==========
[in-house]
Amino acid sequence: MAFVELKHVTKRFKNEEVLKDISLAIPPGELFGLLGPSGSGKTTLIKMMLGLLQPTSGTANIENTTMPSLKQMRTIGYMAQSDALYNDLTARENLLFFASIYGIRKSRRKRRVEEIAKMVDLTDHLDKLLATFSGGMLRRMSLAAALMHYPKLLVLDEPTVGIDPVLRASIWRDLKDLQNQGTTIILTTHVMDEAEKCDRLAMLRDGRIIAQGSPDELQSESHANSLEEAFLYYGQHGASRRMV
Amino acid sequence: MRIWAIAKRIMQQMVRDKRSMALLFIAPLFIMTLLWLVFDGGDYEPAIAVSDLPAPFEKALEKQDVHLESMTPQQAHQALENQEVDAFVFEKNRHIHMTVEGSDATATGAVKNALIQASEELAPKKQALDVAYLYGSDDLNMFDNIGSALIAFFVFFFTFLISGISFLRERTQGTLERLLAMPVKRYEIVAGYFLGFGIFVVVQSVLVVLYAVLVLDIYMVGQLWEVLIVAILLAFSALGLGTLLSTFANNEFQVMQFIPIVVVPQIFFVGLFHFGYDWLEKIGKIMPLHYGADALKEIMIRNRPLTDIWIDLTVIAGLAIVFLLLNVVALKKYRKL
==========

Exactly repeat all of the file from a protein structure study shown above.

[in-house]
Amino acid sequence: MAFVELKHVTKRFKNEEVLKDISLAIPPGELFGLLGPSGSGKTTLIKMMLGLLQPTSGTANIENTTMPSLKQMRTIGYMAQSDALYNDLTARENLLFFASIYGIRKSRRKRRVEEIAKMVDLTDHLDKLLATFSGGMLRRMSLAAALMHYPKLLVLDEPTVGIDPVLRASIWRDLKDLQNQGTTIILTTHVMDEAEKCDRLAMLRDGRIIAQGSPDELQSESHANSLEEAFLYYGQHGASRRMV
Amino acid sequence: MRIWAIAKRIMQQMVRDKRSMALLFIAPLFIMTLLWLVFDGGDYEPAIAVSDLPAPFEKALEKQDVHLESMTPQQAHQALENQEVDAFVFEKNRHIHMTVEGSDATATGAVKNALIQASEELAPKKQALDVAYLYGSDDLNMFDNIGSALIAFFVFFFTFLISGISFLRERTQGTLERLLAMPVKRYEIVAGYFLGFGIFVVVQSVLVVLYAVLVLDIYMVGQLWEVLIVAILLAFSALGLGTLLSTFANNEFQVMQFIPIVVVPQIFFVGLFHFGYDWLEKIGKIMPLHYGADALKEIMIRNRPLTDIWIDLTVIAGLAIVFLLLNVVALKKYRKL